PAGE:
It is hard to go into detail, without giving away what the actual “incident” is, but I think if we were to spoil that part of the book for the readers of the blog, it would take away any desire you may have to read this book for yourself. The shock factor is what made this book a great read.

I agree with Janelle in that this book was longer than necessary, but I enjoyed the plot enough that it didn’t annoy me as much as it could have. This book is a must for any Liane Moriarty fan, or if you are looking for a read that creates intrigue, mystery and a little bit of heartache with a twist of humour. Sounds like an odd mix, but once you read it for yourself, you will understand what I mean!

Rating:

Did not like it  –  It was ok  –  Liked it  –  Really liked it  –  It was amazing

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Feels – Big Little Lies by Liane Moriarty

Big Little Lies

by Liane Moriarty

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Published 2014

Genres: Fiction / Suspense

 

“Samantha: Parents do tend to judge each other. I don’t know why. Maybe because none of us really know what we’re doing? And I guess that can sometimes lead to conflict. Just not normally on this sort of scale.”

School dramas are not always isolated to the playground. The Kindy Mums at Pirriwee Public School are starring in a soap opera of their own making, with gossip, finger-pointing, cliques, and general bitchiness a daily occurrence. But some of them have secrets too. And when the truths start to come out, tensions will culminate in the death of a parent.

 

Janelle says…

FINALLY I have gotten around to reading Liane Moriarty, something I’ve been meaning to do for a long time, and now I can’t wait to read more of her work. This book floored me. I had so many feelings while reading it. I laughed, I cried, I sizzled with anger, I squirmed with discomfort. And I was right there with the characters, cheering for the ones I loved, booing for the ones I despised. Even when I wasn’t reading the book, I was thinking about the characters, wondering about them and how their story would unfold, as if they were real.

We follow three lead characters in this story – outspoken, loud, fun-loving Madeline; quiet, uncertain, plain Jane; and classy, nervous, beautiful Celeste. Each of these three friends leads very different family lives, and each has their secrets and worries. Their children and the school are the glue that brings them together, as well as the intermittent scandals of the other bitchier school Mums.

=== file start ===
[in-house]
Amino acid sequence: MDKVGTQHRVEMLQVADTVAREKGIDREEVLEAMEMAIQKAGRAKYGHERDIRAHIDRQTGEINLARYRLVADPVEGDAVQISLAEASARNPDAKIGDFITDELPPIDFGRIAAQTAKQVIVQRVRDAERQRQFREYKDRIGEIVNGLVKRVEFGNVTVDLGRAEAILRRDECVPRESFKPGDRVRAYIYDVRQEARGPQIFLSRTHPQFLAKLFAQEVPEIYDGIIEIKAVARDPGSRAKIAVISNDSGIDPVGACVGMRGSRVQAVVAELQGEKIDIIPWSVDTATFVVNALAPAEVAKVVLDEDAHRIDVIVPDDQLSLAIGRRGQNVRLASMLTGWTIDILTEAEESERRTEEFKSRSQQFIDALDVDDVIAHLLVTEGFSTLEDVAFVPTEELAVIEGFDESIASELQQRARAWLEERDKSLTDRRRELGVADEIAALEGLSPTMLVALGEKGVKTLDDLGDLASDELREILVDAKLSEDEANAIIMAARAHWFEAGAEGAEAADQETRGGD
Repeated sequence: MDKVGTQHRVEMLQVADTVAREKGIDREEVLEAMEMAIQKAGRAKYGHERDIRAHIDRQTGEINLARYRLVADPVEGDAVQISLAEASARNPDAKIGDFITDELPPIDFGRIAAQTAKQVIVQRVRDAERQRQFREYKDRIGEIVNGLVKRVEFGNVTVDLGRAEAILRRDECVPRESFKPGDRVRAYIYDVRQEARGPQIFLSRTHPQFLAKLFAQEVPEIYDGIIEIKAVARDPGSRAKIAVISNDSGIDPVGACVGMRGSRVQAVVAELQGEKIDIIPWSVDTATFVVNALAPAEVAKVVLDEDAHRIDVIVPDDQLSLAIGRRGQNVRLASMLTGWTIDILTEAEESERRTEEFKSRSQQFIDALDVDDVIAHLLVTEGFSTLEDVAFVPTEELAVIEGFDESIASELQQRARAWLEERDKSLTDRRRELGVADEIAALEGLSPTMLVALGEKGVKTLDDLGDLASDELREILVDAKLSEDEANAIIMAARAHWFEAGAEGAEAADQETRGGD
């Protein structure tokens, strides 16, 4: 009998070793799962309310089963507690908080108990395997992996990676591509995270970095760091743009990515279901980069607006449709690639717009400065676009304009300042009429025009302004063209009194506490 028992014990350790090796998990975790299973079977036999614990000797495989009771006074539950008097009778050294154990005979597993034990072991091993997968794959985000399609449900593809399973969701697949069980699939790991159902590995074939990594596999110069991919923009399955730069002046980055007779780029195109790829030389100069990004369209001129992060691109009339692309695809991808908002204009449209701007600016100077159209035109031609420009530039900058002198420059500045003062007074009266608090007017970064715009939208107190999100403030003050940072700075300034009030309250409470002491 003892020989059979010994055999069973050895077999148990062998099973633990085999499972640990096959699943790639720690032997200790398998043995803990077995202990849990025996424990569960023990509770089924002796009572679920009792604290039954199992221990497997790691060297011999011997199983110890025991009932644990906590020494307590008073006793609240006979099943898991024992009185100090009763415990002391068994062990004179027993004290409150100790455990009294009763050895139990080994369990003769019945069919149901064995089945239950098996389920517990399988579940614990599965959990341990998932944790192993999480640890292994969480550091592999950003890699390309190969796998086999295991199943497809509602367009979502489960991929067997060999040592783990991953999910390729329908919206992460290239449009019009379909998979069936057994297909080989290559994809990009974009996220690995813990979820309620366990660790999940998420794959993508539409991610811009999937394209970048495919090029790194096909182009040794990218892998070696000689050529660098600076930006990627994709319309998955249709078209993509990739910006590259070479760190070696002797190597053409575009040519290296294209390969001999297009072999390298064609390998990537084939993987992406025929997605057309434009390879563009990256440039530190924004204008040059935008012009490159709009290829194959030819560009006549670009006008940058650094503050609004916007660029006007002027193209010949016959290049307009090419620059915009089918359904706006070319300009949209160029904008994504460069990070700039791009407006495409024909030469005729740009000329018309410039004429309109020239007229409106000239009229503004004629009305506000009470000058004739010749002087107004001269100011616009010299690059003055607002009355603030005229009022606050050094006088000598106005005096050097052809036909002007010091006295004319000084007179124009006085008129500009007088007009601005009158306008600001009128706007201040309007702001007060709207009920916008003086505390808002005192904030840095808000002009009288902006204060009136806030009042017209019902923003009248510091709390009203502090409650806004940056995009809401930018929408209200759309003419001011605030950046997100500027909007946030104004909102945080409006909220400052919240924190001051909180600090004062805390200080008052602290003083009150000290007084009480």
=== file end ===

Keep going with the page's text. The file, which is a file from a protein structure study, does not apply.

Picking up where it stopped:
A warning – this is no catty, gossipy Mum drama. This book can get intense at times, and deals with some dark issues. There is teenager trouble, domestic violence issues, bullying and harrassment, self-image worries, sexual abuse…..and as mentioned above, death. But it deals with it all in such a real way, the internal murmurings of the characters dealing with these problems are honest and what I imagine would be true-to-life in those situations.

We find out early in the book that a parent has been killed, but we don’t know how, why, or even who, and the narrative eludes to the possibility of another parent being involved in the death but we don’t know any details for certain. There’s an added layer of suspense throughout the whole story, as we go back to the beginning and work our way towards the event in which a parent dies, learning facts as we go and trying to piece together the puzzle.

This was a wonderful piece of suspenseful fiction, which I feel does fit under the umbrella of literary fiction despite the plot being packed with events along the way. But I think you will get even more enjoyment from this book if you are a parent yourself. Your compassion, horror, disgust, grief, and solidarity with the characters will be all the more rich for having that in common with them.

 

Rating:

Did not like it  –  It was ok  –  Liked it  –  Really liked it  –  It was amazing

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Action-packed – Fear Is The Rider by Kenneth Cook

Fear Is The Rider

by Kenneth Cook

9781925240856

Published 2016